26. @ Maxim Parr-Reid – at the moment the opinion polls do not suggest that the result will be similar to 2016 (the most recent polls from before the Scottish Parliament election have the SNP on around 50% of the vote) so I certainly wouldn’t discount SNP holds in Dumfries & Galloway and West Aberdeenshire & Kincardine.

  27. * Assuming of course that the boundaries remain the same.

  28. I could see something like this happening in 2020

    SNP: 60%
    Labour: 20%
    Conservative: 15%
    Liberal Democrat: 2%
    Other: 3%

    Doesn’t mean it’s going to happen now does it?

  29. I can see the SNP down to 45% in 2020 but I’m not entirely sure that the Conservatives will leap frog Labour, they weren’t ahead on both constituency and regional

  30. I think it’s undeniably easier for people to vote Tory at Holyrood than Westminster.

  31. I would agree….the Scottish Tories at Holyrood are perceived as being more moderate than the national party at Westminster elections. At Holyrood the SNP are now beginning to pay the electoral cost in NO voting constituencies of being in power while at Westminster they are now in a stronger position of being the main opposition to a Conservative government that looks almost certain to win a Second Term.

  32. In 2012 Labour were over 20% in North Lanarkshire and now the SNP are 1% ahead. That’s a swing of over 10% from Lab to SNP but if you were to add the first preference votes up within the four constituencies the SNP would be likely to be ahead in Cumbernauld and Airdrie while Labour would be likely to be ahead in Motherwell and Coatbridge.

    Would this be a good result for Labour or the SNP?

    In many respects the local results would suggest that the Coatbridge and Motherwell may be better targets for Labour than East Renfrewshire.

    I think that the SNP will hold all 4 of their North Lanarkshire constituencies but we could see a greatly reduced SNP majority in Coatbridge.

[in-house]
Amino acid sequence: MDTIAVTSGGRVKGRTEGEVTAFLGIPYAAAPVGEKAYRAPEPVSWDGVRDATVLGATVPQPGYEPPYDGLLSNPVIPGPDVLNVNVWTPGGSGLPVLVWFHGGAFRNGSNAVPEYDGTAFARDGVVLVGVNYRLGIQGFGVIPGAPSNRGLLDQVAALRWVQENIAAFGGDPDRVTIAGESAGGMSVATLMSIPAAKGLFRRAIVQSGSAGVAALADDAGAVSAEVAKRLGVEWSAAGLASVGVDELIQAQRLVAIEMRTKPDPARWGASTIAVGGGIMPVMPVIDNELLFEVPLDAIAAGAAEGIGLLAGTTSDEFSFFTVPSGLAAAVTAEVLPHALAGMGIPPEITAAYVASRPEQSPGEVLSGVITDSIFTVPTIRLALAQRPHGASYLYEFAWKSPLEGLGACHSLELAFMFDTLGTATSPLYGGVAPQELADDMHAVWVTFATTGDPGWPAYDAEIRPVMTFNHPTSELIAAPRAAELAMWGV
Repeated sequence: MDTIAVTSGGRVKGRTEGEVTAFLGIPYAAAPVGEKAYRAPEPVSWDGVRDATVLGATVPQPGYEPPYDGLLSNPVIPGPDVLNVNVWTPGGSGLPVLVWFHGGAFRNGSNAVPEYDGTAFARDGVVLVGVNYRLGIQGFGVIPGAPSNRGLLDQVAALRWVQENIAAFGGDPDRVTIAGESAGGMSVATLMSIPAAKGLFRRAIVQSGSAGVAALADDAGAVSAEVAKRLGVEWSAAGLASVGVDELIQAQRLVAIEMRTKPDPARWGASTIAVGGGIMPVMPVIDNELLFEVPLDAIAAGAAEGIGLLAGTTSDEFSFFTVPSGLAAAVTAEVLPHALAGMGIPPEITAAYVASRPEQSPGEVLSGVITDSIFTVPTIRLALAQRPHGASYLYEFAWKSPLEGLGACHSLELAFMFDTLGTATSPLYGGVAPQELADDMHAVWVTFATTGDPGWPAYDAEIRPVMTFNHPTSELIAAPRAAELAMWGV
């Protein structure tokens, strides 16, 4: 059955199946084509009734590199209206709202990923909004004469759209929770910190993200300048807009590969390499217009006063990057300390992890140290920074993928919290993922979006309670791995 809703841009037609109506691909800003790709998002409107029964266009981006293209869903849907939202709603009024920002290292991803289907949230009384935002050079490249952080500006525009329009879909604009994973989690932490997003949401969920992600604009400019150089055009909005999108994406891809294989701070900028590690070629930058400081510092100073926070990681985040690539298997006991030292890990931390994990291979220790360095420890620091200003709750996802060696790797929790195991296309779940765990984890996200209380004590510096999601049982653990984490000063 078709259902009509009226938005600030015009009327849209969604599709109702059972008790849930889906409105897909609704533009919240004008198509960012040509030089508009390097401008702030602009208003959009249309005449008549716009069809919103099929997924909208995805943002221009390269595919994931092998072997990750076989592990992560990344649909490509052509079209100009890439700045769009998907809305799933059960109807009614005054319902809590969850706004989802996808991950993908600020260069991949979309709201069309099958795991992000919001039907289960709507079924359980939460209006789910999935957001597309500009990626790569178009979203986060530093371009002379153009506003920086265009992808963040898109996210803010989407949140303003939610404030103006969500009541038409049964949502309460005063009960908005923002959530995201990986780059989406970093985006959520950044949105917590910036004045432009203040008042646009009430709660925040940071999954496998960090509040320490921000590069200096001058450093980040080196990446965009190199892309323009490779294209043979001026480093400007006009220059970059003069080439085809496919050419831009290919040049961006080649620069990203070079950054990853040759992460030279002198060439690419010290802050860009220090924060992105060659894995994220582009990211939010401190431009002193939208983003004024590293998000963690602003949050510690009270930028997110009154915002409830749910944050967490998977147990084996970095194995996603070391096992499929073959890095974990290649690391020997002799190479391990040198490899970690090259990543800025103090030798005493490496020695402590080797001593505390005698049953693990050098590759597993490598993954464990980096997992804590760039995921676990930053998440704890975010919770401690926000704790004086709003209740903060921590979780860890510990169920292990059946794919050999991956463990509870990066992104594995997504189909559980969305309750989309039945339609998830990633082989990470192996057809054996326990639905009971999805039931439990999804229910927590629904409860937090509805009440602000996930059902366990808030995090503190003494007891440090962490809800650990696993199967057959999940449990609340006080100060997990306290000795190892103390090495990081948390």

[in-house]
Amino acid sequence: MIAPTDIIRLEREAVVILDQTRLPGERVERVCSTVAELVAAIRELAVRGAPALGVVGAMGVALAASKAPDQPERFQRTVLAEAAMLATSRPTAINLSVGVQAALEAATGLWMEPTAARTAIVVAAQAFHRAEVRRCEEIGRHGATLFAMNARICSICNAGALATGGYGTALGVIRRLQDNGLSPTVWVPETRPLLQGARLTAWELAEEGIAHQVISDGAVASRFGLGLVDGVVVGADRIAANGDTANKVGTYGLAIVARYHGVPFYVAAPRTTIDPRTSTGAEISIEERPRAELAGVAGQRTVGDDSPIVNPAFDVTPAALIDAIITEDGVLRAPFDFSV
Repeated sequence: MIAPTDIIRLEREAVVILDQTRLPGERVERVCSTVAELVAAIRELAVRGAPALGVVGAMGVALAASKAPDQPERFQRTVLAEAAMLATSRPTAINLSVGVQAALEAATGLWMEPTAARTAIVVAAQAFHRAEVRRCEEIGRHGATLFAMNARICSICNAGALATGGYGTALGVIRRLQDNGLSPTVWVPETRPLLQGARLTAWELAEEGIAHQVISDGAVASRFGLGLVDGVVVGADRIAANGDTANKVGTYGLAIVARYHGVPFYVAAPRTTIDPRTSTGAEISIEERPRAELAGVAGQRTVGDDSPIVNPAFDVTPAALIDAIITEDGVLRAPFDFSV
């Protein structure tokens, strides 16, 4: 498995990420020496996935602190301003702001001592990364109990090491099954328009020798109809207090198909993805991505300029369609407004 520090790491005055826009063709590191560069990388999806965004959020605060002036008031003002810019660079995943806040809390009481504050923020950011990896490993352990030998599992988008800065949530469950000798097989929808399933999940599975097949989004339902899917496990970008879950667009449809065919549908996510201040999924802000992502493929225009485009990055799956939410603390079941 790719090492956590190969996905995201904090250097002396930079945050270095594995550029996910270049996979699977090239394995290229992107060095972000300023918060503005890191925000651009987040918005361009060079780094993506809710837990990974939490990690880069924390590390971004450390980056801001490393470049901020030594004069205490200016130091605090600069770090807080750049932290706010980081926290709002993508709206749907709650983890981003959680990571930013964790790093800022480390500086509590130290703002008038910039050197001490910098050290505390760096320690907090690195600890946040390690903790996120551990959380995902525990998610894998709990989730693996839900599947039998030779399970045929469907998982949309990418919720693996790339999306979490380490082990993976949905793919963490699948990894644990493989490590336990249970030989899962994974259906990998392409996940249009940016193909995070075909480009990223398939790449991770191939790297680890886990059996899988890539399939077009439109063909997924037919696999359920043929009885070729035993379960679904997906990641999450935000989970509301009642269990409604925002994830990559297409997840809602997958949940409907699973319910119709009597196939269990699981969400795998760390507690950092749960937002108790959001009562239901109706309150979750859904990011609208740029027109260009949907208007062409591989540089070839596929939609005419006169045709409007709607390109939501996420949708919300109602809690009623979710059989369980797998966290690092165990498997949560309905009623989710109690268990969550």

33. At this year’s local election Labour topped the poll in Coatbridge, Chryston & Bellshill on 12498 votes to the SNP’s 10321. They came third in East Renfrewshire, behind the Conservatives by 8,515 votes!

    I don’t believe that the SNP are in any serious danger of losing this seat or others like it (for example Kirkcaldy & Cowdenbeath, where Labour came first in the local election).

    What the results do show is that East Renfrewshire will be a fight between the Conservatives and the SNP, whilst East Lothian will be a fight between the SNP and Labour.

  34. Based on local results, Labour would have a better chance of gaining in East Lothian than holding Edinburgh South.

    The unwinding of the anti-Neil Hay factor, the Tory surge and some recovery in the unionist LD vote in a seat that they went from losing by 400 to then losing their deposit all don’t bode well for Labour.

    By contrast the SNP would still have held the Westminster constituency at the Holyrood elections last year because it also contains the SNP stronghold of Mussleburgh. The fact that Labour are now ahead on the council would infer that their position has improved since last year.

  35. The Glasgow Herald are suggesting that Labour are targeting only three seats in Scotland –

    Edinburgh South
    East Renfrewshire
    East Lothian

    http://www.heraldscotland.com/news/15252039.Labour_targeting_major_resources_at_just_three_seats_in_Scotland__party_sources_suggest/

    The Daily Record, however, have run a story claiming that Labour are targeting Coatbridge. Labour were only piped at the post in North Lanarkshire (that includes Airdrie, Cumbernauld, Motherwell and Coatbridge constituencies). Despite an 11000 + SNP majority, Coatbridge is seen as the most marginal of the four North Lanarkshire constituencies.

  36. What impact did the publicity about the Monklands Macmafia have on the result here?